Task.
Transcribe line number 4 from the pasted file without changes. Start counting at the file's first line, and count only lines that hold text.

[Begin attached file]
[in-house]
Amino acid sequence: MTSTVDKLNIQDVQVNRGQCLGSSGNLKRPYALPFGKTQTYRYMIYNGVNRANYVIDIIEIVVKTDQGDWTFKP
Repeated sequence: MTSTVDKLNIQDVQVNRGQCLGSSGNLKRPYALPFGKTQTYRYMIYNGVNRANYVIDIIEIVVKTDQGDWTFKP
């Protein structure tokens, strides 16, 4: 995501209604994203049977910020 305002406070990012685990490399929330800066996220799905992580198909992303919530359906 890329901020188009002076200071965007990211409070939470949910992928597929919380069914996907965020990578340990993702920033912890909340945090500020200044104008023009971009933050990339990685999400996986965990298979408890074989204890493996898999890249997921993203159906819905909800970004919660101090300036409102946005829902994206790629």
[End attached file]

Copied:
């Protein structure tokens, strides 16, 4: 995501209604994203049977910020 305002406070990012685990490399929330800066996220799905992580198909992303919530359906 890329901020188009002076200071965007990211409070939470949910992928597929919380069914996907965020990578340990993702920033912890909340945090500020200044104008023009971009933050990339990685999400996986965990298979408890074989204890493996898999890249997921993203159906819905909800970004919660101090300036409102946005829902994206790629």